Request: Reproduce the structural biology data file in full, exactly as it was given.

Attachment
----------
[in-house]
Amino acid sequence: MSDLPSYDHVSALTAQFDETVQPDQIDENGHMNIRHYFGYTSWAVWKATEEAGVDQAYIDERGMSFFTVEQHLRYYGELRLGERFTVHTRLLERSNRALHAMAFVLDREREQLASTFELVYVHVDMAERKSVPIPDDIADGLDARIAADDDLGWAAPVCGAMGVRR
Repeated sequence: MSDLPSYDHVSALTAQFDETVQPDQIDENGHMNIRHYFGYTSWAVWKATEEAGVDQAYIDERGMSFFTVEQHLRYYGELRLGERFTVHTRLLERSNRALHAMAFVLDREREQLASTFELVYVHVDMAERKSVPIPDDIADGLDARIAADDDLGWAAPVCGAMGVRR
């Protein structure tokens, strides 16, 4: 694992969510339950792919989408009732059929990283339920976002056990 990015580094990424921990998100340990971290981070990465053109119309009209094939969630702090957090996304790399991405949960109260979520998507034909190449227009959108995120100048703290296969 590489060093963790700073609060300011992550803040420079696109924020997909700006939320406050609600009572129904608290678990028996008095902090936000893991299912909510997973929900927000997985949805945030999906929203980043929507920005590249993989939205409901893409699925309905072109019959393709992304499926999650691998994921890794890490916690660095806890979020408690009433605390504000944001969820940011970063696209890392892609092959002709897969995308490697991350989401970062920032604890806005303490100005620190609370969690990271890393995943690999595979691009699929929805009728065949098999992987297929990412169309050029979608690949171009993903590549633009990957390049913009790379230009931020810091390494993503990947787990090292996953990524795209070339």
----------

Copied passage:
[in-house]
Amino acid sequence: MSDLPSYDHVSALTAQFDETVQPDQIDENGHMNIRHYFGYTSWAVWKATEEAGVDQAYIDERGMSFFTVEQHLRYYGELRLGERFTVHTRLLERSNRALHAMAFVLDREREQLASTFELVYVHVDMAERKSVPIPDDIADGLDARIAADDDLGWAAPVCGAMGVRR
Repeated sequence: MSDLPSYDHVSALTAQFDETVQPDQIDENGHMNIRHYFGYTSWAVWKATEEAGVDQAYIDERGMSFFTVEQHLRYYGELRLGERFTVHTRLLERSNRALHAMAFVLDREREQLASTFELVYVHVDMAERKSVPIPDDIADGLDARIAADDDLGWAAPVCGAMGVRR
């Protein structure tokens, strides 16, 4: 694992969510339950792919989408009732059929990283339920976002056990 990015580094990424921990998100340990971290981070990465053109119309009209094939969630702090957090996304790399991405949960109260979520998507034909190449227009959108995120100048703290296969 590489060093963790700073609060300011992550803040420079696109924020997909700006939320406050609600009572129904608290678990028996008095902090936000893991299912909510997973929900927000997985949805945030999906929203980043929507920005590249993989939205409901893409699925309905072109019959393709992304499926999650691998994921890794890490916690660095806890979020408690009433605390504000944001969820940011970063696209890392892609092959002709897969995308490697991350989401970062920032604890806005303490100005620190609370969690990271890393995943690999595979691009699929929805009728065949098999992987297929990412169309050029979608690949171009993903590549633009990957390049913009790379230009931020810091390494993503990947787990090292996953990524795209070339």